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Tag: New York Times

NYT: Internet Users Should Be Alarmed by DOJ’s Pursuit of DreamHost Information

computer-photoBy Editorial Board
New York Times

Do you use the internet? Are you interested in politics? Do you value your privacy? If you answered yes, you should be alarmed by the shockingly broad search warrant sought by the Justice Department, and approved by a judge in Washington, D.C., last month, targeting DreamHost, an internet hosting company based in Los Angeles.

As DreamHost explained in a blog post on Monday, it hosts disruptj20.org, a website that helped organize anti-Trump protests on Inauguration Day, and posted pictures of those protests in the days after. There were large-scale protests across Washington on Jan. 20, most of which involved peaceful marches or sit-ins. But some people turned to violence, breaking store windows, setting fires, throwing rocks at police officers and, in one case, assaulting Richard Spencer, the white nationalist, during a television interview. More than 200 people have been charged with felony rioting.

As part of its continuing investigation, the Justice Department demanded that DreamHost turn over “all records or other information” relating to the site, which received more than 1.3 million requests to view its pages in six days after the inauguration. Those records include personal information like I.P. addresses, which identify a specific computer; data about which of the site’s pages a user viewed, and when; and the type of operating software on that person’s computer. Federal prosecutors are also seeking all emails, photos and other content sent to and from the site.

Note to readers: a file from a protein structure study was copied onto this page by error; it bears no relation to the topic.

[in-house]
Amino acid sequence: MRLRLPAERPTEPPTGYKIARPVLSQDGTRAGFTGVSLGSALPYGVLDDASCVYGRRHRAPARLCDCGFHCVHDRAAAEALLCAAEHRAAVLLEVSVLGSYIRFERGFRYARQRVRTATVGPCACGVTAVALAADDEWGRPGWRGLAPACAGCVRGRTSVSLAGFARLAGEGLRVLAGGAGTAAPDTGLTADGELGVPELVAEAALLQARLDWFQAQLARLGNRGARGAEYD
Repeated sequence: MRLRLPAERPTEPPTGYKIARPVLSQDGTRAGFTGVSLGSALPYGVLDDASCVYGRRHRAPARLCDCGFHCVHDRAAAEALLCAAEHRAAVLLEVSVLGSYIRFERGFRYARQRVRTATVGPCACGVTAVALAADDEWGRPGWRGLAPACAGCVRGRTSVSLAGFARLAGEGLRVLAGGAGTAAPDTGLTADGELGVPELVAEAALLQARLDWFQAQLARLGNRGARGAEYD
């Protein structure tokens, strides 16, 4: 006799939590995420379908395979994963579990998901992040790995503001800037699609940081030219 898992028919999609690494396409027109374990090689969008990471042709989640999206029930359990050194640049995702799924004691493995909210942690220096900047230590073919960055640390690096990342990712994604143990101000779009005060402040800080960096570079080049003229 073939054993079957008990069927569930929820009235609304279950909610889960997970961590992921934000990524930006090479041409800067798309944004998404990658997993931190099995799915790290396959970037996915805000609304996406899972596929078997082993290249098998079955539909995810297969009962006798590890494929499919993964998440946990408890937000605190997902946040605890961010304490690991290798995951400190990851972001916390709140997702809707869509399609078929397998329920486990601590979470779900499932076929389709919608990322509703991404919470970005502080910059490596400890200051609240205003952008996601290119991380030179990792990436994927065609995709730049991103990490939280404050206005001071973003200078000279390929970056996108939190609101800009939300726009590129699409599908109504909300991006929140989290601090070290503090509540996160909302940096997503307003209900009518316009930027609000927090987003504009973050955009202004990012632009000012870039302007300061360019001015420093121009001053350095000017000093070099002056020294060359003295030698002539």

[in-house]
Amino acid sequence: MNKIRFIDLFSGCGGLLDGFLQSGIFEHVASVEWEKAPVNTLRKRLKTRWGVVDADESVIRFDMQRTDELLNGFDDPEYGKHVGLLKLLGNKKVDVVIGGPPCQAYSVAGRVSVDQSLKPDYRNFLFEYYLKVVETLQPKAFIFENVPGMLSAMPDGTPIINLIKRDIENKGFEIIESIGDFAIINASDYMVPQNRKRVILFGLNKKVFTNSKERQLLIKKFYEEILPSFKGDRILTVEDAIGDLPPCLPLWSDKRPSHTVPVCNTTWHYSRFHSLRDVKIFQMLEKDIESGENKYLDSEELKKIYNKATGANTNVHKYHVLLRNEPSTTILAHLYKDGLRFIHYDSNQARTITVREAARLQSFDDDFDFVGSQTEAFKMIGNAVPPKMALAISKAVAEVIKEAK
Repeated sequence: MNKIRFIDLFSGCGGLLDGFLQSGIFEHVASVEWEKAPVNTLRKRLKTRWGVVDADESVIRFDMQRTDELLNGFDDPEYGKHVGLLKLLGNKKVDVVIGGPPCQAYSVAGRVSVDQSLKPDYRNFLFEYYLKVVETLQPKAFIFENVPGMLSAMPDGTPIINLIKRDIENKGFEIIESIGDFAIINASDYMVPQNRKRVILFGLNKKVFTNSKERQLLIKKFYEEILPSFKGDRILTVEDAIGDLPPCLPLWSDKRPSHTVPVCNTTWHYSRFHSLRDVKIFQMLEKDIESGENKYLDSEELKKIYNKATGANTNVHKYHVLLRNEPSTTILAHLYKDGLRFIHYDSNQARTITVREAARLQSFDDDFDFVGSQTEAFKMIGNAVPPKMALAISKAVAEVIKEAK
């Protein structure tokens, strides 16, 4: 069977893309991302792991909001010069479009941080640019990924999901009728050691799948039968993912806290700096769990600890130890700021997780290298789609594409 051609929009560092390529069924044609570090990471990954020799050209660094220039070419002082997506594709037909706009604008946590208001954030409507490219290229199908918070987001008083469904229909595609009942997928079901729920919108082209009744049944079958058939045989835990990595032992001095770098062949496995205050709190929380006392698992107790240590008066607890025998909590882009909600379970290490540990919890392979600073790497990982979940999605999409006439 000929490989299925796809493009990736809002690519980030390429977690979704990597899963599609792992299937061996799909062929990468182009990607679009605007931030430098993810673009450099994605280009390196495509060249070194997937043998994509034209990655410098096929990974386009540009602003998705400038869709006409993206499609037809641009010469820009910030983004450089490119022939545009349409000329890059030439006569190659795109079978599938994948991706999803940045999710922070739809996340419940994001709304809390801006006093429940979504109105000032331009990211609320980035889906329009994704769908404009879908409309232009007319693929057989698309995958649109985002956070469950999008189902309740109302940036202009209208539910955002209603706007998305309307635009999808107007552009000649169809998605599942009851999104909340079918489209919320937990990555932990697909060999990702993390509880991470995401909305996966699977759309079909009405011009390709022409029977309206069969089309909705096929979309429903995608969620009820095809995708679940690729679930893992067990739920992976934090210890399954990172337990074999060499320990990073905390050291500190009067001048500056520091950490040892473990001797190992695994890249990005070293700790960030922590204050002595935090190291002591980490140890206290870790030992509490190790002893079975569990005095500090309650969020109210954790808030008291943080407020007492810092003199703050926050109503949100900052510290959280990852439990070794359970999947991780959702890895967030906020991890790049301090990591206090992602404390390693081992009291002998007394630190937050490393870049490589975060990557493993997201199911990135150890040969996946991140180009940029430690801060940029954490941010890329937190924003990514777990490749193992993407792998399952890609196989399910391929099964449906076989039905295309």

“That information could be used to identify any individuals who used this site to exercise and express political speech protected under the Constitution’s First Amendment,” DreamHost wrote in its blog post.

It doesn’t matter whether the visitor is suspected of participating in a crime, or is even known to have attended the protests. If someone clicked anywhere on the site from anywhere in the world, the government wants to know.

To read more click here. 

Trump Reinvents History by Saying FBI Director Should Report Directly to President

Donald Trump

Donald Trump

By Steve Neavling
ticklethewire.com

Showing a disdain or ignorance of the FBI’s independence, President Trump suggested the bureau’s next director should report directly to him during a wide-ranging interview with the New York Times

Trump cited some alternative history by suggesting that the FBI director began reporting to the Justice Department while Richard Nixon was president.

“The FBI person really reports to the president of the United States,” Trump said in what clearly is an untrue statement.

The FBI’s website states, “Within the U.S. Department of Justice, the FBI is responsible to the attorney general, and it reports its findings to U.S. Attorneys across the country. The FBI’s intelligence activities are overseen by the Director of National Intelligence.”

Trump suggested “there was nothing official, there was nothing from Congress” that requires the director to report to the Justice Department.

“There was nothing — anything. But the FBI person really reports directly to the president of the United States, which is interesting. You know, which is interesting. And I think we’re going to have a great new FBI director.”

Trump’s comments raise questions about his expectation of his nominee for FBI director, Christopher Wray.

Trump Transition Team Knew Flynn Was Under Investigation Before Trump Appointed Him National Security Advisor

Former National Security Adviser Michael T. Flynn

Former National Security Adviser Michael T. Flynn

By Allan Lengel
ticklethewire.com